The film has often been compared to a classic prison escape movie like The Great Escape, and this examiner definitely felt that as he watched it. The advertisements did a great job of concentrating on the toddlers that were torturing all the toys so as to disguise what the real danger was that Andy’s toys would be up against this time. Buzz actually plays a key role in all of this, not by choice (sort of), but it was a nice way to call back to the delusional Buzz Lightyear that we all fondly remember from the original movie.
the action here is pretty good, but the story doesn’t need very much of that. The climax at the city dump is particularly thrilling. There are also several memorable jokes in the film, all of which are clever pay offs of what a toy can do or has to go through during it’s life. The funniest part is following Mr. Potato Head as the toys make their daring escape plan; wow, this examiner cannot believe that they came up with all that stuff! Although, there is also a fashion show involving Ken and Barbie that, while fitting the characters and the toys they are based on, is not the kind of humor you expect in a Pixar film, especially with the song “La Freak” playing in the background.
Visually, this film looks perfect; up-to-par with other CG films today but only never too far removed from Toy Story 2, or the original Toy Story before it. The ability for Pixar to make each film look a wee bit better than its predecessor yet never loose the visual feel established the first time around is a testament to how much these creators care about this series, as they care deeply about everything they do.
There is not much more this examiner can say about the film without spoiling it, which he refuses to do because this film is so worth seeing. But there is one thing he wants to say to those who go the see the film; it is not necessary to see it in 3-D. Don’t get the wrong idea, the 3-D does not look terrible at all like in did in Clash of the Titans, its just that it is hardly there and it doesn’t really do anything. It doesn’t become part of the subtle atmosphere like it did in Avatar, nor does it do any of the cliché in-your-face moments like in Alice in Wonderland. It just adds a slightly better dimension to the film and doesn’t have many stand-out moments that this examiner noticed other than briefly during a scene where Woody took off on a make-shift hangglider. But this is not a mark off of the film itself at all.
The performances here are fantastic. Tom Hanks and Tim Allen prove that in the eleven years since the second film neither of them have lost any of the chops needed to perfect Woody and Buzz Lightyear, respectively. This time, Hanks plays Woody with a mix of hidden fear and concern, while bringing the character’s relationship with Andy to a bittersweet ending. Allen gets to play both a professional and competent Buzz Lightyear as well as return to the delusional one that fans remember and love; he even gets to perform the character is Spanish (okay, that probably wasn’t him, but it was still funny). Joan Cusack also reprises her role as Jessie, and this time gets an almost unexpected romantic subplot. Ned Beatty plays Lotso, and while he does a great job playing the happy old toy viewers expect upon first seeing him, he conveys far deeper and more edgy emotions than that! Other returning voice actors include: Don Rickles as Mr. Potato Head, Wallace Shawn as Rex, John Ratzenberger as Hamm, and Estelle Harris as Mrs. Potato Head. Other characters have been recast after some of the original actors have passed away, such as Blake Clark taking over for the late Jim Varney as Slinky Dog. John Morris plays the now seventeen-year old Andy with only the barest hint of teen angst and mostly with the innocence of young adulthood and perhaps a touch of anxiety about beginning this major new phase of his life; as this examiner already said, Andy’s final goodbye to the toys at the end of the film almost brought him to tears. There are also several new characters introduced in the film, more than this examiner has time cover. But besides Ned Beatty, perhaps the most well-known and most talked about new cast member is Michael Keaton as Ken. Keaton plays this character with his trademark comedic wit and an very material perspective on life and most certainly fashion, but despite going for some clear cliché areas, the character never ventures in homosexual translation, mainly due to his immediate, and predictable, romance with Barbie, played by Jodi Benson.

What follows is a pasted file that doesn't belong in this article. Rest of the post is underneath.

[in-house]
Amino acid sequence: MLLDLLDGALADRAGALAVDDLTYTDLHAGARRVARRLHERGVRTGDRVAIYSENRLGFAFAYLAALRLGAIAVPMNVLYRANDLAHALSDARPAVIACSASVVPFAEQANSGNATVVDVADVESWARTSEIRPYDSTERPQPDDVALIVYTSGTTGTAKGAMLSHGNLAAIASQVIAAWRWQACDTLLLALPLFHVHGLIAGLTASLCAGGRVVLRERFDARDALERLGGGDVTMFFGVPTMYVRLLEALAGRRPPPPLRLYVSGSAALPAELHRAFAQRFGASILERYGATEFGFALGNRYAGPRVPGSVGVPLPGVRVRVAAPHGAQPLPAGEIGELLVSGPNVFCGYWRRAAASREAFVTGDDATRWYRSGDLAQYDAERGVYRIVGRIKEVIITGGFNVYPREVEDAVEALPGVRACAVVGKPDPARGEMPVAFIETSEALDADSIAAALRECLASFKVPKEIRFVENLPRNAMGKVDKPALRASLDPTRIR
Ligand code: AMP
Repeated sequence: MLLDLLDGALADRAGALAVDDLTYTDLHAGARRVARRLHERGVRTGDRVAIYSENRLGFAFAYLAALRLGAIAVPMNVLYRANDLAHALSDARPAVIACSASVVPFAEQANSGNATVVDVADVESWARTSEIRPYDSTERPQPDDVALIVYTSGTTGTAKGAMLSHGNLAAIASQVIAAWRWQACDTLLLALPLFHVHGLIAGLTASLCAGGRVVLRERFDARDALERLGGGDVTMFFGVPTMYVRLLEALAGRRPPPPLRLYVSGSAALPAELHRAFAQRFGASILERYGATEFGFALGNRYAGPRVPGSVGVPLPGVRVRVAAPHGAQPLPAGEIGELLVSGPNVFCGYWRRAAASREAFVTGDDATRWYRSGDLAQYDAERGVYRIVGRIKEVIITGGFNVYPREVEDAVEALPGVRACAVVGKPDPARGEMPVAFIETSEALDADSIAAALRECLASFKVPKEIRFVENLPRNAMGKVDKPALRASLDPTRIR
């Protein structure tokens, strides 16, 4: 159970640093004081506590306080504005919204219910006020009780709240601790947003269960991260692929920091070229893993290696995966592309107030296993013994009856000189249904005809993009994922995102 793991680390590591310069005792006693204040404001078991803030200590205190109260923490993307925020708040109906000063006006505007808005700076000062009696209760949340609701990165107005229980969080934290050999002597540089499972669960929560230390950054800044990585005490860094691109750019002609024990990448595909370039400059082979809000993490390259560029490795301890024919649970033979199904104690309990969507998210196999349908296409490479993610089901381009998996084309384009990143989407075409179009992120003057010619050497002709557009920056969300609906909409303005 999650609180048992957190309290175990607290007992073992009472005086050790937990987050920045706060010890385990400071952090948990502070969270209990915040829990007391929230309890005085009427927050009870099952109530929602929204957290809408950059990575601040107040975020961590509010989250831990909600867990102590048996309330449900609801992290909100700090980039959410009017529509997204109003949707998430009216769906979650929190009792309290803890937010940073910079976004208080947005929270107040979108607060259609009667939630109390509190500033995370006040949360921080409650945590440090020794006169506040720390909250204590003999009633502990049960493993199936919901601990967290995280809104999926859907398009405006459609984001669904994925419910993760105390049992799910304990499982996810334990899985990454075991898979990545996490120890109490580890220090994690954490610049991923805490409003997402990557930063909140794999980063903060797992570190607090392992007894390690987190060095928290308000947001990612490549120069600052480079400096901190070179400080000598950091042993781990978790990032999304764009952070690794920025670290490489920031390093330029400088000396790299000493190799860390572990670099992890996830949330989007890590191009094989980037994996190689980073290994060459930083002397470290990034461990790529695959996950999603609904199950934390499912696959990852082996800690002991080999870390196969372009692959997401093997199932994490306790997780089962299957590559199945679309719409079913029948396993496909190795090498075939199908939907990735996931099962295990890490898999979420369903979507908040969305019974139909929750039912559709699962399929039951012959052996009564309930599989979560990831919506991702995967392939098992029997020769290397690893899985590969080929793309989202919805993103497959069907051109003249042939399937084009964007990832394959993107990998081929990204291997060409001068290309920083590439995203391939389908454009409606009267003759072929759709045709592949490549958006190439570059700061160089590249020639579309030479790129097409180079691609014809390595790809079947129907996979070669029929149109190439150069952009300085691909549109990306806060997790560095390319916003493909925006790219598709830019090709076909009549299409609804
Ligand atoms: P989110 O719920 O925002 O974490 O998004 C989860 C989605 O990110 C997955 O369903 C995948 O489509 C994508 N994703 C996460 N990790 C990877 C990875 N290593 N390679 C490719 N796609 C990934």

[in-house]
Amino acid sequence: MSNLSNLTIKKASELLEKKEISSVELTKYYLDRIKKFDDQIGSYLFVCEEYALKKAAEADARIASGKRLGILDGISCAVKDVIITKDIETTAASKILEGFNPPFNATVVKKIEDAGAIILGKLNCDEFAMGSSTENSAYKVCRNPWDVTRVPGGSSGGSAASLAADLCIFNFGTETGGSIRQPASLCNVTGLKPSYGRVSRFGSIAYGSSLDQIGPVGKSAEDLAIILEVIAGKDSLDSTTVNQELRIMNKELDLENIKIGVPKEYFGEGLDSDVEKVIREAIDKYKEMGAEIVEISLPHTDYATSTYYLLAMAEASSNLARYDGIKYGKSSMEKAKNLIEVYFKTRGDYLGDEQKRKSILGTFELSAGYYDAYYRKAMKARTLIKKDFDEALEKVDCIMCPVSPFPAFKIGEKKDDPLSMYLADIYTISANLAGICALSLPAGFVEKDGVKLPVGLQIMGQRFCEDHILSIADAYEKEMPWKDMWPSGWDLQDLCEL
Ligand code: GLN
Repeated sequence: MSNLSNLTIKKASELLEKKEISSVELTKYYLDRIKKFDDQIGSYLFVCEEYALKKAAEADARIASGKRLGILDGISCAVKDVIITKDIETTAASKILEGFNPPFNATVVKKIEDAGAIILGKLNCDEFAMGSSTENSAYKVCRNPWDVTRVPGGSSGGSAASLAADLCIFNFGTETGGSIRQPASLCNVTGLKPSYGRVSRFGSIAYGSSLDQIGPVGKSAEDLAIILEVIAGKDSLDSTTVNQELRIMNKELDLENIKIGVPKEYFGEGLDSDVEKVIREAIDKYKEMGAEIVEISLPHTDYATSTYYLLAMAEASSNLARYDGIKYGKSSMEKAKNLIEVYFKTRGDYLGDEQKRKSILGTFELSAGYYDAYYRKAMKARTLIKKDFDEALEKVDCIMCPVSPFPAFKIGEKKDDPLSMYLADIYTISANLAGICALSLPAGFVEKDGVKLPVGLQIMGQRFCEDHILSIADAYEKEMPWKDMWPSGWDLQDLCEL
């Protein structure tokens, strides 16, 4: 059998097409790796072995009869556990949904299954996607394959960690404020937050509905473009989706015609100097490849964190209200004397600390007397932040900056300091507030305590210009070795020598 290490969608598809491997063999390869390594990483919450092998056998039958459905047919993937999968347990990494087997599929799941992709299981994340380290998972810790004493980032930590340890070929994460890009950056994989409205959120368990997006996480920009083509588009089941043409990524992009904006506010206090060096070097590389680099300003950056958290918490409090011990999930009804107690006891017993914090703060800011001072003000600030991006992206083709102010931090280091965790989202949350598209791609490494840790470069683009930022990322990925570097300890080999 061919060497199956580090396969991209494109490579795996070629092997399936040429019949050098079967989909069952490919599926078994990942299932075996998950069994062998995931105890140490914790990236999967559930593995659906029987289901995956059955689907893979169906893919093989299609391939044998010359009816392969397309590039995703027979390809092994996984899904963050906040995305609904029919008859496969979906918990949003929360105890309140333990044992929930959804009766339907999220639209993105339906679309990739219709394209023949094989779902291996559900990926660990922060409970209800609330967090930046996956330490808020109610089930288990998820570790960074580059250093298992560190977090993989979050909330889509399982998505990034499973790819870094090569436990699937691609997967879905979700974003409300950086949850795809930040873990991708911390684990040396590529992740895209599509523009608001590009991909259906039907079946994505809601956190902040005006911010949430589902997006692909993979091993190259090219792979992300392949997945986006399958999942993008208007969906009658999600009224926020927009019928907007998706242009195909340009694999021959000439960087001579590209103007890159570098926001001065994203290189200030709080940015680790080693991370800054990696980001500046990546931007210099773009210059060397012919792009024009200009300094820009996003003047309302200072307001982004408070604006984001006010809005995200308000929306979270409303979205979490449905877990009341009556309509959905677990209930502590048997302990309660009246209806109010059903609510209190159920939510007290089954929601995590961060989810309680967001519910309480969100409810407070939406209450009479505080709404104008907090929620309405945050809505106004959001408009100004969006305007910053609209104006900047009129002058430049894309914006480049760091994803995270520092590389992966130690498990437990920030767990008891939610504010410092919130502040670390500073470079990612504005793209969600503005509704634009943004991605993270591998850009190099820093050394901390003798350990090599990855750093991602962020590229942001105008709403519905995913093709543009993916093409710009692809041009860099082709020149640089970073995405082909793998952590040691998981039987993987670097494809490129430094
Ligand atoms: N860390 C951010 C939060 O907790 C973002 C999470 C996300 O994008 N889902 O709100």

Overall, Toy Story 3 is yet another fantastic film to come from Pixar and provides an excellent ending to the Toy Story franchise that is guaranteed to satisfy fans and filmgoers everywhere. As a very brave toy once said, “TO INFINITY AND BEYOND!”